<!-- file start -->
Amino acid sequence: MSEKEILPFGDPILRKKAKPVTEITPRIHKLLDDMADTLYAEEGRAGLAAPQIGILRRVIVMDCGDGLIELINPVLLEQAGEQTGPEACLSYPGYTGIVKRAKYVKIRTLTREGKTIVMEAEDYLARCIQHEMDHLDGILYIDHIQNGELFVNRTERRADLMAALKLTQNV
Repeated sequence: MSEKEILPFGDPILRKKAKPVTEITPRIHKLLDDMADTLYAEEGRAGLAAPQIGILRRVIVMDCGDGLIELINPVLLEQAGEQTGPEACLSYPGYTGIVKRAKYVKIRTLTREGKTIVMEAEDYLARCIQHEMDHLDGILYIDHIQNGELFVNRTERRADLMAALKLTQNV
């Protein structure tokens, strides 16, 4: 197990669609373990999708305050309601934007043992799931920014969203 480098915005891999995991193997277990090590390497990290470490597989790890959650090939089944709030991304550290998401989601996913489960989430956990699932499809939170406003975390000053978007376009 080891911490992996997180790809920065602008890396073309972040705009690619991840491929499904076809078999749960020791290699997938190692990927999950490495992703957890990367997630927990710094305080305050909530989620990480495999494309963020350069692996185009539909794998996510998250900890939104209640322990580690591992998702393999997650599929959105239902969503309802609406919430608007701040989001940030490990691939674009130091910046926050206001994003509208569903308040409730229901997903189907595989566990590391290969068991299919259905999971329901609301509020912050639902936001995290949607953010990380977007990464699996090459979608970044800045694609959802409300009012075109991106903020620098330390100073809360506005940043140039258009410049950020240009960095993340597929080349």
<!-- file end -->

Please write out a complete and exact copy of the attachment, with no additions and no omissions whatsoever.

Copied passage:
Amino acid sequence: MSEKEILPFGDPILRKKAKPVTEITPRIHKLLDDMADTLYAEEGRAGLAAPQIGILRRVIVMDCGDGLIELINPVLLEQAGEQTGPEACLSYPGYTGIVKRAKYVKIRTLTREGKTIVMEAEDYLARCIQHEMDHLDGILYIDHIQNGELFVNRTERRADLMAALKLTQNV
Repeated sequence: MSEKEILPFGDPILRKKAKPVTEITPRIHKLLDDMADTLYAEEGRAGLAAPQIGILRRVIVMDCGDGLIELINPVLLEQAGEQTGPEACLSYPGYTGIVKRAKYVKIRTLTREGKTIVMEAEDYLARCIQHEMDHLDGILYIDHIQNGELFVNRTERRADLMAALKLTQNV
């Protein structure tokens, strides 16, 4: 197990669609373990999708305050309601934007043992799931920014969203 480098915005891999995991193997277990090590390497990290470490597989790890959650090939089944709030991304550290998401989601996913489960989430956990699932499809939170406003975390000053978007376009 080891911490992996997180790809920065602008890396073309972040705009690619991840491929499904076809078999749960020791290699997938190692990927999950490495992703957890990367997630927990710094305080305050909530989620990480495999494309963020350069692996185009539909794998996510998250900890939104209640322990580690591992998702393999997650599929959105239902969503309802609406919430608007701040989001940030490990691939674009130091910046926050206001994003509208569903308040409730229901997903189907595989566990590391290969068991299919259905999971329901609301509020912050639902936001995290949607953010990380977007990464699996090459979608970044800045694609959802409300009012075109991106903020620098330390100073809360506005940043140039258009410049950020240009960095993340597929080349």